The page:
Kukla's Korner Hockey
from Jeff Gordon Of St. Louis Today,
The new system certainly levels the competitive playing field, er, ice rink. That is how the NHL ended up with a Carolina-Edmonton matchup in the Stanley Cup Finals. But the lockout did NOT bomb the players back to the bad old days, when, relatively speaking, they were mere serfs trapped in a feudal system. NHL owners can still overspend on talent -– and they have done so this summer, throwing massive contracts at prime-age stars and rewarding ordinary and/or aging players as well. The New Economic Order does not prevent mid-market owners from losing lots of money, if they so choose. The owners retain their free will, which has led to frantic bidding on talent just one year after the lockout ended.read on
The stats continue to show a nice growth pattern. You can review the stats from previous months starting here.
via the LA Kings, The Los Angeles Kings will hold a press conference on Wednesday, July 5, 2006 to welcome back veteran All-Star defenseman Rob Blake to the hockey club. The press conference will take place at the Toyota Sports Center in El Segundo, California beginning at 1:00 p.m. (PT). LIVE WEBCAST TO BEGIN WEDNESDAY JULY 5 AT 1:00 PM (PT)
from the Pittsburgh Post-Gazette,
"He came here for the right reasons," Shero said. "He had other options. I don't think we were on his radar on Day 1 [of free agency Saturday]." That apparently began to change when Ruutu, who is in his native Finland, and Shero had a telephone conversation. "He just listened," Shero said. "I told him what we're trying to do here, and why I thought it would be a good fit for him. "I know people from Finland who know him very well. He has leadership and character and can help us get this thing turned around and going in the right direction."more Also from the Pittsburgh Post-Gazette- The Pens have some interest in Yanic Perreault.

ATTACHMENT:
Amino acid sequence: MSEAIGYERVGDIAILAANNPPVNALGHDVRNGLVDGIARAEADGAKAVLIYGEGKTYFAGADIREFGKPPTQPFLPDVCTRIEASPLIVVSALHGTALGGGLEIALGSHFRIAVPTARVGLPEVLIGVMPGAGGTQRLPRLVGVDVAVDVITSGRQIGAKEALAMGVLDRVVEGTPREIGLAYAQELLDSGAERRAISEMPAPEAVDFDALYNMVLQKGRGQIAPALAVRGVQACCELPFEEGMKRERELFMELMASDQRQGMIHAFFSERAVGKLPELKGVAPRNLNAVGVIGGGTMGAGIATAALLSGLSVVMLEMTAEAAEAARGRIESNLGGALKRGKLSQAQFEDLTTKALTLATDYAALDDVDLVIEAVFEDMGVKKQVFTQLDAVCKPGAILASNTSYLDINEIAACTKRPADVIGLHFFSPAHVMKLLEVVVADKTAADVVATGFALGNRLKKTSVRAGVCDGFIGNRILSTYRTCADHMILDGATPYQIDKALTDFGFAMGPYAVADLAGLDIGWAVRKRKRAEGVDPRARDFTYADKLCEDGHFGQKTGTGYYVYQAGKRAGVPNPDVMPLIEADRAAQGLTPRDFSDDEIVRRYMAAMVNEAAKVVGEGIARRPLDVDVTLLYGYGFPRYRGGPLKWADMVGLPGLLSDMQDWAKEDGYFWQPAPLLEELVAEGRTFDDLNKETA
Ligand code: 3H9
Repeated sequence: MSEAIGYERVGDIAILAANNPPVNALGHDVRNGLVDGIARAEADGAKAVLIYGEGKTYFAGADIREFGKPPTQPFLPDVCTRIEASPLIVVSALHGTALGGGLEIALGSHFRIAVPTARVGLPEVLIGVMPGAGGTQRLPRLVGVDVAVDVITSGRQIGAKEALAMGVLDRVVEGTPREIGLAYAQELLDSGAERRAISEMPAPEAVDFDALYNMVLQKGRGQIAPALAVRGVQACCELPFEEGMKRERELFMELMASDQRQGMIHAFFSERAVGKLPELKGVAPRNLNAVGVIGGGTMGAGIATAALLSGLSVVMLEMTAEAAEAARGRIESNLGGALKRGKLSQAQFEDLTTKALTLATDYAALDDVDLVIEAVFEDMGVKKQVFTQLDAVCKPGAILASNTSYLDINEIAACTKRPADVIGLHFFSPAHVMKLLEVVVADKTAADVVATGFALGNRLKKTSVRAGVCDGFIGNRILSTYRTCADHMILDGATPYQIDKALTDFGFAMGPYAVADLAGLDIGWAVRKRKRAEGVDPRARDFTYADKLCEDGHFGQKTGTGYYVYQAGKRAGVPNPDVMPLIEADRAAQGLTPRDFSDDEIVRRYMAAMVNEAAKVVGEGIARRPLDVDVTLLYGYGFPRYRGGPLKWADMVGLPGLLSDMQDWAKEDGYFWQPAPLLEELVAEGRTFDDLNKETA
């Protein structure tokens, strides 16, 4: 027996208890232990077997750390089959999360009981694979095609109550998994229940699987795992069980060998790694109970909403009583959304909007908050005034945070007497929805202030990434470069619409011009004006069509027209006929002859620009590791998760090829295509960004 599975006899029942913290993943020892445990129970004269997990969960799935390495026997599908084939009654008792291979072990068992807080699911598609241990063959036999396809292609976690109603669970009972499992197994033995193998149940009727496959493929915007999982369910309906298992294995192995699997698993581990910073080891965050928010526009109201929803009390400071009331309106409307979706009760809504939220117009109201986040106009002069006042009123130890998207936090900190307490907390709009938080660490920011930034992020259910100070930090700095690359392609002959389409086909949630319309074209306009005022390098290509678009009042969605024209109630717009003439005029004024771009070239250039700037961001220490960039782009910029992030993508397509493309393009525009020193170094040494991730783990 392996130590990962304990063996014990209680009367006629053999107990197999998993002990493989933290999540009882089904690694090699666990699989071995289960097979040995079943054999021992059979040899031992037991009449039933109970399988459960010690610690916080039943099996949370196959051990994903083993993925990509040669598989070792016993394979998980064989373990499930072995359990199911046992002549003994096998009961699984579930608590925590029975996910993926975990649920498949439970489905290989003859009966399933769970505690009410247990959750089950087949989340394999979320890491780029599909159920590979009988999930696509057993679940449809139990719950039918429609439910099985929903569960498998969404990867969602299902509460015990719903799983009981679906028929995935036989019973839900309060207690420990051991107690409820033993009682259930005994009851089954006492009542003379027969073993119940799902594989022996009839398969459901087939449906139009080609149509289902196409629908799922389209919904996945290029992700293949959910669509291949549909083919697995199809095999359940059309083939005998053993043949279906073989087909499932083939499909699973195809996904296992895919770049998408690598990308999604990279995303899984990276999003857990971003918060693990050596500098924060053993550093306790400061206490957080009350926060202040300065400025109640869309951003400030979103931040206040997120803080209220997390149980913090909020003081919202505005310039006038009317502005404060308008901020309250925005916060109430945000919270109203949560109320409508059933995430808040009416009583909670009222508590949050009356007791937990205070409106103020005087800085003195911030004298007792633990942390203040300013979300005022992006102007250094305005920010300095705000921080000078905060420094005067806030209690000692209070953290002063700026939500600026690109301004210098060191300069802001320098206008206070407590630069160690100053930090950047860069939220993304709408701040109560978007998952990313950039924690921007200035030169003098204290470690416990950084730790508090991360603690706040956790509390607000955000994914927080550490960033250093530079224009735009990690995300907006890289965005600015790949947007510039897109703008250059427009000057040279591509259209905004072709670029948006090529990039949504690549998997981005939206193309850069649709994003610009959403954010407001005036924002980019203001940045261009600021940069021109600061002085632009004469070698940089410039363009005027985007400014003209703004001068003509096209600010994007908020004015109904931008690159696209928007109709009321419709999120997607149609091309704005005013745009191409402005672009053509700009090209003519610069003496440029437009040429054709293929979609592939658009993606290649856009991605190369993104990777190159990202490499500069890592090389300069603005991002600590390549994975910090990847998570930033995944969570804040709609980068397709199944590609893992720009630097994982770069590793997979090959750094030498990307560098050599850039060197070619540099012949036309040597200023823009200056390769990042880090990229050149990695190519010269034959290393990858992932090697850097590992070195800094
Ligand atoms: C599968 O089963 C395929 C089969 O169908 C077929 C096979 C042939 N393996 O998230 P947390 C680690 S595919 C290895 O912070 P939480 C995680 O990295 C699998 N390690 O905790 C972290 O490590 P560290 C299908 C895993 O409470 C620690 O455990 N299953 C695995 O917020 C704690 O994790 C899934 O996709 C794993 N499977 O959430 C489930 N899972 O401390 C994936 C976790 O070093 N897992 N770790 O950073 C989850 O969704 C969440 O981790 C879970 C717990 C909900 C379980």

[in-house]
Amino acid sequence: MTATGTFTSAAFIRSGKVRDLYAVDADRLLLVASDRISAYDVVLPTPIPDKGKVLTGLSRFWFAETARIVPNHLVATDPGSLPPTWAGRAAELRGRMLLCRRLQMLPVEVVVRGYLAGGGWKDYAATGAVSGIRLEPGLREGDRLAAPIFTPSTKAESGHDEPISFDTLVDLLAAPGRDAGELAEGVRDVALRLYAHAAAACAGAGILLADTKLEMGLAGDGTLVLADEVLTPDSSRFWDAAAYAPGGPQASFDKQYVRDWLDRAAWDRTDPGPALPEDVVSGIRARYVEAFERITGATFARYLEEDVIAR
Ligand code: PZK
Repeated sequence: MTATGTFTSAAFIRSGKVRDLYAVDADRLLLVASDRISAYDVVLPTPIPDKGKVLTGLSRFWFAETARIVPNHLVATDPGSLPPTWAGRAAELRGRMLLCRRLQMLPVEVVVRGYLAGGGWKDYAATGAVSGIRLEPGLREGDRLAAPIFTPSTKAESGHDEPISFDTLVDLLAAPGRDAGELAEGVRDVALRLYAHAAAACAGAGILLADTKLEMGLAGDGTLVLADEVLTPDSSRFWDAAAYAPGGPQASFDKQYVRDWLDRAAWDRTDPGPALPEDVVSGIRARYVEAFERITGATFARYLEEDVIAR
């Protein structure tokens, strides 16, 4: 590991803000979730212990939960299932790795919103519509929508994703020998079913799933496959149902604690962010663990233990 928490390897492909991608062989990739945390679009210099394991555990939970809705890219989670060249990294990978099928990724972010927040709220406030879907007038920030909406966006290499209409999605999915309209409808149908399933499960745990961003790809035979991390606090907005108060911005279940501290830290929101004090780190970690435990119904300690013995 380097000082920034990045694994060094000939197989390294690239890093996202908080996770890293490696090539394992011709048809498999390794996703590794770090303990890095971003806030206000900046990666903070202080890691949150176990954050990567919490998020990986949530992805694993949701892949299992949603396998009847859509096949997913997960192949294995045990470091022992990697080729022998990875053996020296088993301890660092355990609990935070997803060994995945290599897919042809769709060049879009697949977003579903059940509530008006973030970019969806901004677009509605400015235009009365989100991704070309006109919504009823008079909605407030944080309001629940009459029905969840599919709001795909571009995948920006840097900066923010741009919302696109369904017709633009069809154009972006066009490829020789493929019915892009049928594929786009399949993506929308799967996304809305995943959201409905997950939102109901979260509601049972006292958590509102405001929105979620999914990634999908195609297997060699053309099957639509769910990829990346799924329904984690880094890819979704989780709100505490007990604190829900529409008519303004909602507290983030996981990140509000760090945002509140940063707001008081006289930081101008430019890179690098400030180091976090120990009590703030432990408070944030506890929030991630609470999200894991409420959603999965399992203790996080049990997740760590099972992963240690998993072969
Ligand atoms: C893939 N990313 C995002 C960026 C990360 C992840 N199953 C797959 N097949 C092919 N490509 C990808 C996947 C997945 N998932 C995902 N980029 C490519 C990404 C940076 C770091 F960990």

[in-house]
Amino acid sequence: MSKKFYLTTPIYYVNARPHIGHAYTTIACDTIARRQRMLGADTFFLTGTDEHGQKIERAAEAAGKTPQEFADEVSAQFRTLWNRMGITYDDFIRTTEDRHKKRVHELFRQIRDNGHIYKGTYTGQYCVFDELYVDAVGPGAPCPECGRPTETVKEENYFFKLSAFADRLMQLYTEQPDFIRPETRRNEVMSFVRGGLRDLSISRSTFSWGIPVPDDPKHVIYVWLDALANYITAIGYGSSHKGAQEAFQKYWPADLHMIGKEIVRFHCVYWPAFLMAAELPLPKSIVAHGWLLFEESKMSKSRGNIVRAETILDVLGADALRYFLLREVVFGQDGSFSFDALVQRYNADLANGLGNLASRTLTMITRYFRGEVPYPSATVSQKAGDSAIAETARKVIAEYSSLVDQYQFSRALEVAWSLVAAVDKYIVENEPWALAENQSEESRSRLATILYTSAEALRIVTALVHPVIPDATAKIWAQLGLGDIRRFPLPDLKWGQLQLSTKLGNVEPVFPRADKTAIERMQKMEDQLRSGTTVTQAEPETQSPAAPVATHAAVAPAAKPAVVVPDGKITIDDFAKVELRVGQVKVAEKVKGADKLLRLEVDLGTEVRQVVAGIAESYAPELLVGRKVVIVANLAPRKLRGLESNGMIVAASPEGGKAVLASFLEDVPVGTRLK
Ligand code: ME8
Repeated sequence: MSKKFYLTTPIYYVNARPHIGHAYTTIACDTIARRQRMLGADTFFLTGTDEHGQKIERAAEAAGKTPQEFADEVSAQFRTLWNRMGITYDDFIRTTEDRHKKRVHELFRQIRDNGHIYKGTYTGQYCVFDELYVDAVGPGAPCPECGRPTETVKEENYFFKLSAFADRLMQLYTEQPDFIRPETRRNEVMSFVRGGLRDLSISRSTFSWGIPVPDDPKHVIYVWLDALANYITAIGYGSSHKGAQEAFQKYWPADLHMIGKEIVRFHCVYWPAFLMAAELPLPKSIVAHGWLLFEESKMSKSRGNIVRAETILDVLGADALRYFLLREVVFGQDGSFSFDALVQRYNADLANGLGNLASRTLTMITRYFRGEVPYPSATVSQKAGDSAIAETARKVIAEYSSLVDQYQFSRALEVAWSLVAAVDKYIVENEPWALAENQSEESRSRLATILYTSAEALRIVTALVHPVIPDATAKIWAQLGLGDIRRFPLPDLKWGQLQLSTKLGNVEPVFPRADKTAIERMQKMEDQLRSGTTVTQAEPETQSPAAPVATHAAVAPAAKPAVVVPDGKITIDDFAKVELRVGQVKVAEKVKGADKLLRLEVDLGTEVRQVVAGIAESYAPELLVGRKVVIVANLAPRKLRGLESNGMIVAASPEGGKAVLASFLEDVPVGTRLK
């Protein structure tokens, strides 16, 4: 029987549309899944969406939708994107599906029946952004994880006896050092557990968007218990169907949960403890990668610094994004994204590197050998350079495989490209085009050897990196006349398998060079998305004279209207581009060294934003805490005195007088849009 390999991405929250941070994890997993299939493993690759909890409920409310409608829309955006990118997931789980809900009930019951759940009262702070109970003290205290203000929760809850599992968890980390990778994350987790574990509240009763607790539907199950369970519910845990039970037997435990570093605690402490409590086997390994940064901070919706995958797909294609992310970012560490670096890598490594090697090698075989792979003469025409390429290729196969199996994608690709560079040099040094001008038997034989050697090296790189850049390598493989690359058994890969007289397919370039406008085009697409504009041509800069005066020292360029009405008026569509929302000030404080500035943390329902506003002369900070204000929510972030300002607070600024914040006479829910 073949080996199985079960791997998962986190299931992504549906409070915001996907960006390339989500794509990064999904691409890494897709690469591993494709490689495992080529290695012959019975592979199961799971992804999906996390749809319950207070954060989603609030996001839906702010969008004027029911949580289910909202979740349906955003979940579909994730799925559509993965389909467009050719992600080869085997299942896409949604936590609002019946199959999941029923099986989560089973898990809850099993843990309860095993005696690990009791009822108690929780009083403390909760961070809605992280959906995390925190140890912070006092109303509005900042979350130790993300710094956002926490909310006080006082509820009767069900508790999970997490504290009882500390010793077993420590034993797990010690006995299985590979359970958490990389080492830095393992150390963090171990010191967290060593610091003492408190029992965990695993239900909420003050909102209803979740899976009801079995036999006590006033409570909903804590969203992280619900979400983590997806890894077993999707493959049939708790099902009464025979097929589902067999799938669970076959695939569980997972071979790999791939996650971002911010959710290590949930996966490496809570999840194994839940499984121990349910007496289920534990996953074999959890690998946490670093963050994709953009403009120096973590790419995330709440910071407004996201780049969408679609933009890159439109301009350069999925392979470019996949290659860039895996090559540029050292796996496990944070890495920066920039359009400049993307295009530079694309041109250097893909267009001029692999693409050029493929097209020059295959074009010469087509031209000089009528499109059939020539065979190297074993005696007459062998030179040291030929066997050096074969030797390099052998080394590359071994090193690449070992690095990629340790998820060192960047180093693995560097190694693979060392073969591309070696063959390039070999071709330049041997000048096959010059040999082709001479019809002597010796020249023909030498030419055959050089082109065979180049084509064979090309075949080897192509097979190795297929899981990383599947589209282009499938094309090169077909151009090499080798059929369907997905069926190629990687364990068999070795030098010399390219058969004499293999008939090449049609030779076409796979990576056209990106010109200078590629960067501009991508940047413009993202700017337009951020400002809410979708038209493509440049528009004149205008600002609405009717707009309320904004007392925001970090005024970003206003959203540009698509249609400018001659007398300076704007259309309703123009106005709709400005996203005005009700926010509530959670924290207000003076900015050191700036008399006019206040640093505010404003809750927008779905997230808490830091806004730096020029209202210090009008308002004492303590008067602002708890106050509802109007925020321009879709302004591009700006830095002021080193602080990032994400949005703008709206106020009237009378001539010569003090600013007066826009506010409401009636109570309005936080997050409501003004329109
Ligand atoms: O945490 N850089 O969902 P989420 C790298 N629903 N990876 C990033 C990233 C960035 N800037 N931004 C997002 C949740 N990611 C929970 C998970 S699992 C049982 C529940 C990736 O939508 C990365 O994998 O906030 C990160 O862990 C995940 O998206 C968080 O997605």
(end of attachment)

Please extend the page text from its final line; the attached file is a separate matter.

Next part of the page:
from the Mirror,
Last week, I wrote a column about a hockey fan I saw on television while watching Game 7 of the Stanley Cup Finals between Carolina and Edmonton. I turned on the tube late in the game and watched the final minutes. During those last few minutes, I noticed a Carolina Hurricanes fan waving an American flag. This upset me, because I thought that he had an Americans vs. Canadians mentality and that the U.S. team was superior. I found this odd because most of the Carolina players either were native Canadians or from other countries, mostly European. If only I had watched the entire game. After reading my column online, a few people from the Atlantic Coast set me straight about what really was going on at that game.continued...readers of KK also brought out the point last week...
from Bryan Burwell of the St. Louis Post-Dispatch,
So into that mess step Checketts and Davidson, who seem to have a basic intuition about what they need to do to salvage such a bad situation. There is only one way to win back the few fanatical hockey fans they still have (who by the way are still steaming mad after last season's debacle and would like nothing better than to have someone from the old regime's bloody carcass tossed onto center ice like a dead squid) and lure in the much larger base of casual hockey fans whose interest sways easily with the dwindling winning percentage: Just care, baby. In a flurry of activity since taking ownership, Checketts' Blues are doing something that just might work. These guys seem to be at least smart enough to know that the interim product between rebuilding and championships has to be worth looking at.read on...Burwell goes on stating the Blues should overpay and sign Shanahan, but reports I have read state Shananhan has eliminated the Blues...